The Early Years Curriculum is made up of seven areas of Learning and Development:

Prime Areas

Personal, Social and Emotional Development

Making relationships

Self- confidence and self-awareness

Managing feelings and behaviour
Physical Development

Moving and handling

Health and self-care
Communication and Language

Listening and attention



 Specific Areas





Shape, space and measure
Understanding the World

People and communities

The world

Expressive Arts and Design

Exploring and using media and materials

Being imaginative

The Prime Areas are fundamental and work together to support children through all other areas of learning. The Specific Areas include essential knowledge and skills for children to be able to participate successfully in society.

Characteristic of Effective Learning

The children also learn through the three "Characteristics of Effective Learning", which are: 

Playing and exploring: engagement

Finding out and exploring

Playing with what they know

Being willing to ‘have a go’

Active learning: motivation

Being involved and concentrating

Keeping trying

Enjoying achieving what they set out to do

Creating and thinking critically: thinking

Having their own ideas

Making links

Choosing ways to do things

 These Characteristics of Effective Learning can be used across all Areas of Learning and align well with our Core Values.


In Reception, as per the rest of the school, we teach topics which are based around a Key Question, with humanities learning guided by a series of Big Questions.



Curriculum Coverage

Autumn 1

What do I know about me?

This challenge enables children to develop self-awareness and to settle, look at themselves and to get to know their classmates. It also enables children to look at their own and others’ special qualities and to start to consider the idea of equality.

Autumn 2

Why are there so many leaves on the ground? / Why is it always cold in Winter?

The purpose of this is to develop a basic understanding of seasonal changes. It can also make children aware of the environment around them and can easily link to environmental issues such as recycling.

Spring 1

Twinkle Twinkle little star how I wonder what you are?

This challenge gives children a sense of the universe. While this is a concept that children will find difficult, it does give them chance to consider facts like our own sun as a star and stars making constellations; as well as the use of the word ‘star’ in relation to fame.

Spring 2

Was it once upon a mixed up time?

Children consider the concept of what is real and how we know, and develop skills in thinking counterfactually. Looking at traditional tales enables the embedding of the basic structure of a story and enables children to begin to replicate this themselves.

Summer 1

Are all mini beasts scary?

This challenge enables exploration of the outdoor area and use of scientific equipment. Children can learn how to attract minibeasts to the outdoor area and the importance of minibeasts in the environment.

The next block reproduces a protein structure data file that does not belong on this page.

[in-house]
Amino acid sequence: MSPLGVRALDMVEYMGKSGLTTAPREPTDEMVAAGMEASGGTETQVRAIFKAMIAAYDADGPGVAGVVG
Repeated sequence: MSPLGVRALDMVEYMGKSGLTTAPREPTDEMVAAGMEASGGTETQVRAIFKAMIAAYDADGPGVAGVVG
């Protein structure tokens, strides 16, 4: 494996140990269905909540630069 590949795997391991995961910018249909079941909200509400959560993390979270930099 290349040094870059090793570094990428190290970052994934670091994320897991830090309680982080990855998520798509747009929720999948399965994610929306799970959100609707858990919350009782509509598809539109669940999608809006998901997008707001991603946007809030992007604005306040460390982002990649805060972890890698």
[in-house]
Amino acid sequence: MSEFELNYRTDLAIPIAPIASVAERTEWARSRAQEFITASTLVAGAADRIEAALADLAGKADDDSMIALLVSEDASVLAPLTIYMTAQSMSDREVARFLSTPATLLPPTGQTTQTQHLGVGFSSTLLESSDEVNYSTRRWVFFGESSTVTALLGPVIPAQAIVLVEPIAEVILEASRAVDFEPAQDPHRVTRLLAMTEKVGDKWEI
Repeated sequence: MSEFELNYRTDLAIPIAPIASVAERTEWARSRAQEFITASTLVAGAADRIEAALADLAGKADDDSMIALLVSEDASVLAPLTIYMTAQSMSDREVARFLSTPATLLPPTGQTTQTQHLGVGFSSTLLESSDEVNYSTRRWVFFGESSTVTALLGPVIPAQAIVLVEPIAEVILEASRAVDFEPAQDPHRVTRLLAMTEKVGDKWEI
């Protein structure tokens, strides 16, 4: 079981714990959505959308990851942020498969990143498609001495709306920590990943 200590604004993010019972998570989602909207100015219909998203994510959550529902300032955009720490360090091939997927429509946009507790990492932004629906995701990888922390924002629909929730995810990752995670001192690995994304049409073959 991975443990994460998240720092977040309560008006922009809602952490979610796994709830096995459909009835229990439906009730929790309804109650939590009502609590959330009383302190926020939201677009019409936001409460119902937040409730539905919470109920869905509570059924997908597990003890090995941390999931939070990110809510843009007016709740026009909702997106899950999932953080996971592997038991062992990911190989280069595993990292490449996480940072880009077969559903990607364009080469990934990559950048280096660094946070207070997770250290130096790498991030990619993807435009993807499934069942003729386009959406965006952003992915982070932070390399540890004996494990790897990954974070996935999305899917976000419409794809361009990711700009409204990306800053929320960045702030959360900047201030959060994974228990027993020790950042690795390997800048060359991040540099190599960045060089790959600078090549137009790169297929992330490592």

Summer 2

Who can I ask for help?

This challenge enables discussion around future careers and gives children aspirations. It also enables them to see the range of helpful people in the community. If it is appropriate, it is a good time to look at ‘stranger danger’ too.

 Daily Structure

Children in Reception at Gidea Park learn through a balance of child-led play and adult-led activities. Adult-led activities include carpet sessions, which might focus on phonics, story time, maths or topic work, and could also include working with a child 1:1 to read with them, or in a small group to complete a specific task or activity. We teach approximately 2-3 short carpet sessions each day.

Our learning environment both indoors and outdoors is set up to support your child to play, learn new skills and challenge themselves. Adults are available during this time to add new skills into your child’s play.


Children are assessed in a range of ways in Reception. Assessment is mostly ongoing and is collected through observations of children in their play. We also collect a range of work in their Learning Journal, which shows progress and the acquisition of new skills across all areas of the curriculum. Children complete a phonics assessment at the end of each half term so progress can be closely tracked.

By the end of the Reception year, children are assessed against statements known as ‘Early Learning Goals’, which show what a child should typically achieve. Across the year we will be teaching your children the skills that will enable them to meet these goals. Below you will find the specific goals for Literacy and Maths:


Children read and understand simple sentences. They use phonic knowledge to decode regular words and read them aloud accurately. They also read some common irregular words. They demonstrate understanding when talking with others about what they have read.


Children use their phonic knowledge to write words in ways which match their spoken sounds. They also write some irregular common words. They write simple sentences which can be read by themselves and others. Some words are spelt correctly and others are phonetically plausible.


Children count reliably with numbers from 1 to 20, place them in order and say which number is one more or one less than a given number. Using quantities and objects, they add and subtract two single-digit numbers and count on or back to find the answer. They solve problems, including doubling, halving and sharing.

Shape, Space and Measure:

Children use everyday language to talk about size, weight, capacity, position, distance, time and money to compare quantities and objects and to solve problems. They recognise, create and describe patterns. They explore characteristics of everyday objects and shapes and use mathematical language to describe them.